British Bulldogs have a short, medium sized sturdy body with a wide chest. The most distinguishing feature of the Bulldog is their large heads and flat faces. They have plenty of loose skin, especially around the head, neck and shoulders (The wrinkles must be cleaned on a daily basis to save the bulldog getting any infections). Other Names: Bulldog, English Bulldog
Dog Group Kennel Club: Non Sporting (AKC) Utility KC (GB)
Bulldogs have a short, fine and straight coat. Coat colours include: brindle, white, red, red brindle, and fawn. Sometimes with a black muzzle.
Males 50-65 lbs, 22-30 kg
Females 40-45 lbs 18-21 kg
Average Life Span: 8 – 10 years
A British Bulldog is the common name for a breed of dog also referred to as the English Bulldog. Other Bulldog breeds include the French Bulldog and the American Bulldog. The British Bulldog is a muscular heavy dog with a wrinkled face and a distinctive pushed-in nose. Find British Bulldog for sale on the American Kennel Club, The Kennel Club (UK) and the United Kennel Club, They will provide you with all the information you will need when buying a British Bulldog.
The American Kennel Club (AKC), The Kennel Club (UK) and the United Kennel Club (UKC) oversee breeding standards. General Appearance Smooth-coated, fairly thick set, rather low in stature, broad, powerful and compact. Head, fairly large in proportion to size. There are generally thick folds of skin on a Bulldog's brow, followed by round, black, wide-set eyes, a short muzzle with characteristic folds called "rope" above the nose, with hanging skin under the neck, drooping lips, and pointed teeth. The neck is moderate in length, thick, deep and strong.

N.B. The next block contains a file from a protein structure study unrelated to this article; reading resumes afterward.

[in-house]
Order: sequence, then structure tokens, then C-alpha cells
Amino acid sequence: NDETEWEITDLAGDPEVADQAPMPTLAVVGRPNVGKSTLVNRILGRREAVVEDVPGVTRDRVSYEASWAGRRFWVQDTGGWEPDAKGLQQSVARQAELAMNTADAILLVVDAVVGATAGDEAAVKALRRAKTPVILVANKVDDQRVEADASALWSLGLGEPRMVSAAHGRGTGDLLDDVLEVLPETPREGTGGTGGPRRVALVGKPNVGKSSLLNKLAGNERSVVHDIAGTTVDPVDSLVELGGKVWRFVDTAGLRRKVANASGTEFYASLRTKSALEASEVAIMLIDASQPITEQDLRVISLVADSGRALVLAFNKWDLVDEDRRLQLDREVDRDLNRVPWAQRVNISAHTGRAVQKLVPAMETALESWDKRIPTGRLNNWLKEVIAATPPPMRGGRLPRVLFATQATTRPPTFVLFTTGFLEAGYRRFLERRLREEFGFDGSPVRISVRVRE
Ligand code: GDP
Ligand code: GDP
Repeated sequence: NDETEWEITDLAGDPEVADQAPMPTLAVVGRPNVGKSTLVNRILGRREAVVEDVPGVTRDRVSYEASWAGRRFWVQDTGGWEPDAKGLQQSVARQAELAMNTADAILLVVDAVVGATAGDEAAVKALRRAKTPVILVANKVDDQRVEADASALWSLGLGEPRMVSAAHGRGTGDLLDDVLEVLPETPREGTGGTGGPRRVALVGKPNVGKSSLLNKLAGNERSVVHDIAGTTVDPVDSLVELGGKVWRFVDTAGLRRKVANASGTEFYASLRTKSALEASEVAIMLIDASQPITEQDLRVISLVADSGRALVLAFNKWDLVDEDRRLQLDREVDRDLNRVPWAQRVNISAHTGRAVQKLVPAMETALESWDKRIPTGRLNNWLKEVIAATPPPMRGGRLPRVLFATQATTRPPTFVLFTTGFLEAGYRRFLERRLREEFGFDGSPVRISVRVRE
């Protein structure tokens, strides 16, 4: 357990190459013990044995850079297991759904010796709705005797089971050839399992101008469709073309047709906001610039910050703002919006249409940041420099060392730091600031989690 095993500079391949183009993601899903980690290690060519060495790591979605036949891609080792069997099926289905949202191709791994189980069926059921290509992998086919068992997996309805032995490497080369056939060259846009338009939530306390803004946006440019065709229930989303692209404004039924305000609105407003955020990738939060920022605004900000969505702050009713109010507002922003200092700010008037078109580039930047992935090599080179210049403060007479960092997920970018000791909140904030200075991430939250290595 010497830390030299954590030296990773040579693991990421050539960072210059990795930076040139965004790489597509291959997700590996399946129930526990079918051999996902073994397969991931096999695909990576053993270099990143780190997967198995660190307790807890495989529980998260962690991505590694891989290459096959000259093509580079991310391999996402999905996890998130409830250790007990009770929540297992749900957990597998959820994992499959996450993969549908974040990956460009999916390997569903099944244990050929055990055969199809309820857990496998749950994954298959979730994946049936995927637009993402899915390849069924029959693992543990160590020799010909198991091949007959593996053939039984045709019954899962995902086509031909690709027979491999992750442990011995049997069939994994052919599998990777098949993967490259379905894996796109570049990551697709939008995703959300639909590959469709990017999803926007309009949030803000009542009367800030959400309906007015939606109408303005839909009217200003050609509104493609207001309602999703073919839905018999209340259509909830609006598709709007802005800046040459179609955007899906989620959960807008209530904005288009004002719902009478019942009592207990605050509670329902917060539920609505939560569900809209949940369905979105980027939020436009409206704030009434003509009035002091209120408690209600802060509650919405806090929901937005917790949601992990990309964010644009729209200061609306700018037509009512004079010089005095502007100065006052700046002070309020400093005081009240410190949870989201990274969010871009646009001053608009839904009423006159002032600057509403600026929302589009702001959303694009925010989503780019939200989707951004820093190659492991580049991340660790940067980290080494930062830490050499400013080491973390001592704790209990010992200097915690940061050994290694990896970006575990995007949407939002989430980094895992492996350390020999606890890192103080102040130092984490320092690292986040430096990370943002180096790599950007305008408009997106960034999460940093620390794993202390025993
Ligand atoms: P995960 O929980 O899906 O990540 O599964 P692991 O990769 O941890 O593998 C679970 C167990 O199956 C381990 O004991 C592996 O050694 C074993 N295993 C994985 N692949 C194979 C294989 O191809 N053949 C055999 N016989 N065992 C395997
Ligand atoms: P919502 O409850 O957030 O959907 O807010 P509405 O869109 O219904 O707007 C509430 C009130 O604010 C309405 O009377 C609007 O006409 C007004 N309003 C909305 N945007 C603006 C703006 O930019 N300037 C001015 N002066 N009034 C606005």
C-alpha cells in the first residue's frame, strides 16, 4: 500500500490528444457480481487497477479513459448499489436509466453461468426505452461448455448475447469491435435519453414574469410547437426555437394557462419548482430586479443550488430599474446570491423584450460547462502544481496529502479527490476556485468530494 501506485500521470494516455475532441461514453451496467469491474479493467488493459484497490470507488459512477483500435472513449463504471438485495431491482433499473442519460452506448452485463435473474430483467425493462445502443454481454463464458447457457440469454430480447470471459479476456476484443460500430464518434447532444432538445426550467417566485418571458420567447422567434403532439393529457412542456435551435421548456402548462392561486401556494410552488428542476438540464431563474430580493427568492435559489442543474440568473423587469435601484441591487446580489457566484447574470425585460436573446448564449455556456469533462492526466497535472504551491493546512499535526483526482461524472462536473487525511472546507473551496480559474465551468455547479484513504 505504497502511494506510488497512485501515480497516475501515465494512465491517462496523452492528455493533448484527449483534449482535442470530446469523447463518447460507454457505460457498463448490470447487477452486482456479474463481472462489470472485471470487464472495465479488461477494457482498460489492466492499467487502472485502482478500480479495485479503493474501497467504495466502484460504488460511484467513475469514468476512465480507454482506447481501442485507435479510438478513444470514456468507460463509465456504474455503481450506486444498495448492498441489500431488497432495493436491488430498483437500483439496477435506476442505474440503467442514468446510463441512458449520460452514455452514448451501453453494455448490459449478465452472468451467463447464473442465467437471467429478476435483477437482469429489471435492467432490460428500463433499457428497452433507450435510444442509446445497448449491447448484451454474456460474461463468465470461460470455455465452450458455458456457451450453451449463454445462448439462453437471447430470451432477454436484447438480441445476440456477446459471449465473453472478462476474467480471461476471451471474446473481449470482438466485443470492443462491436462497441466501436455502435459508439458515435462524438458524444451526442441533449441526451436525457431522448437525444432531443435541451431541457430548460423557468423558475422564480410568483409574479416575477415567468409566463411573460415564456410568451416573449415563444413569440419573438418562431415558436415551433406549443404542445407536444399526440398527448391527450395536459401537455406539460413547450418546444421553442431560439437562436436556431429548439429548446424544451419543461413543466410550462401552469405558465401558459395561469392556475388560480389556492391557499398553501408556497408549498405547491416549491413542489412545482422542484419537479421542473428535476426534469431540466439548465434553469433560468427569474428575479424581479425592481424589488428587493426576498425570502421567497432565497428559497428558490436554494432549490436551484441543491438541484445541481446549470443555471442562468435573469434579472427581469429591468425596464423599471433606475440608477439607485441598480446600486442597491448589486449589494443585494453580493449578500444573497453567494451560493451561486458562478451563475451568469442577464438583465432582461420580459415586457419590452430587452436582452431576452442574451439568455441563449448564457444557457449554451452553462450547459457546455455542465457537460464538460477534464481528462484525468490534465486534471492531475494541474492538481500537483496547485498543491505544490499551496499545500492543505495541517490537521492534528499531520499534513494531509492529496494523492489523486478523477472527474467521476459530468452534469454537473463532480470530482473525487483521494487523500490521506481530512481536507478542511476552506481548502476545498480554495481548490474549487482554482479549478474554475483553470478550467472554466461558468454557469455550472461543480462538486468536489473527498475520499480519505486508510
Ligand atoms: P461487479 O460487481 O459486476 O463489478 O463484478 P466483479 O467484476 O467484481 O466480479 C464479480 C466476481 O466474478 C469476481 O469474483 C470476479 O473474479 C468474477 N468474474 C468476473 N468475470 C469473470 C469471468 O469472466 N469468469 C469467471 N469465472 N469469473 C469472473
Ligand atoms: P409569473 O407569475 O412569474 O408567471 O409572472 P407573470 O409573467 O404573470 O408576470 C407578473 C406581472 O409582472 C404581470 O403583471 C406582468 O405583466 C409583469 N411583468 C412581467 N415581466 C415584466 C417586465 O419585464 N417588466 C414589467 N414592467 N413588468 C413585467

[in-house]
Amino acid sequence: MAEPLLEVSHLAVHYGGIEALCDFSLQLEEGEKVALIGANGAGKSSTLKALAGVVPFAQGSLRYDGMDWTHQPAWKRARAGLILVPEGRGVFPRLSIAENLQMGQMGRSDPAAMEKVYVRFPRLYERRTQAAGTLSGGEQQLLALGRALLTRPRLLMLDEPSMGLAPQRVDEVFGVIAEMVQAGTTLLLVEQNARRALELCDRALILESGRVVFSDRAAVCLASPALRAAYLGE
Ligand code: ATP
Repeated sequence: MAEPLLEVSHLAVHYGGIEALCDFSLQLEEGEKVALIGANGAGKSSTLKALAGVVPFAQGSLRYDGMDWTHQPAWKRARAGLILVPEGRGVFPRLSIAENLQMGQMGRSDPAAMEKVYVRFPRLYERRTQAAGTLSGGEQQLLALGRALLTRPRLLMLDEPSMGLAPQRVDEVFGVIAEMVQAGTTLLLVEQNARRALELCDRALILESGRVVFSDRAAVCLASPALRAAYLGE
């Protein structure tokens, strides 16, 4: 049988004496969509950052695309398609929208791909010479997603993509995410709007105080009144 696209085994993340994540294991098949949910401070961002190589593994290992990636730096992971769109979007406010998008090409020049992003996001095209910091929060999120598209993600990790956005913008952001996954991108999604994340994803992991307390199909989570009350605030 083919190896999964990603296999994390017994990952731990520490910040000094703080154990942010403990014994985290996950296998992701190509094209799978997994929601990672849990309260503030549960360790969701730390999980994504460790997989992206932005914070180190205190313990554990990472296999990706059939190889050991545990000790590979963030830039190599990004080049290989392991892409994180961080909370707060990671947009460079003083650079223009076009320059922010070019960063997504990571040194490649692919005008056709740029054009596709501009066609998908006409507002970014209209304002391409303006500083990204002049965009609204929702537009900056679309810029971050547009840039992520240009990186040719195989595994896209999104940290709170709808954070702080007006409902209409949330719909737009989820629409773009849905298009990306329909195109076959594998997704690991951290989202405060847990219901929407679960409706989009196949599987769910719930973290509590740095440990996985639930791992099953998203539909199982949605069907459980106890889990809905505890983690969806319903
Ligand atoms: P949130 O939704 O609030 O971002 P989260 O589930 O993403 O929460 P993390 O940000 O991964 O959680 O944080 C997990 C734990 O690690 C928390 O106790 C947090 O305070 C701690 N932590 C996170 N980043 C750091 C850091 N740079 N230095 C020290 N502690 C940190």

Food: In the first few days of your puppies arrival in his new home, it is very important to feed him same food that was given to you by the breeder you got your bulldog from. You can gradually switch over to a different diet if you prefer at a later date, but initially, stick with what your puppy is used to in order to avoid tummy upsets. Puppies grow 20 times faster than adult dogs and so require a special diet to aid their physical development. Puppies have high energy requirements, but small stomachs - therefore owners should feed small meals frequently throughout the day. Follow the feeding instructions on the packaging.
Investing in a crate is always worthwhile, as it not only gives you peace of mind, but it also provides a safe den for your puppy. It is important to buy a crate that will be large enough for an adult British bulldog. The recommend size is 30 ins x 20 ins x 24 ins (76 x 51 x 61cm).
British Bulldogs learn quite quickly but they are stubborn. Training should be carried out from early puppy-hood, and should be gentle and consistent. Bulldogs should also be socialised well from early puppy-hood.
Teaching your British bulldog to be clean in the house is much easier than you might think. It is all about routine – creating the right routine and sticking to it! Give lots of praise when your bulldog goes outside and performs and ignore accidents in the house, and your bulldog will soon understand what is required.
The short coat of a bulldog is a delight to groom, as the process is relatively simple. You should groom your bulldog with a good natural bristle hairbrush, which is best because it allows even distribution of the coat's oils. Weekly brushing will keep the coat healthy. The face wrinkles require daily attention to prevent infection, especially the nose wrinkle which can be quite deep. The underneath of the tail also requires daily cleaning. Nails should be clipped regularly. When using a nail clipper, take care not to cut too far down and hit the vein, or the nail will bleed. Use only blunt-tipped scissors when trimming any hair.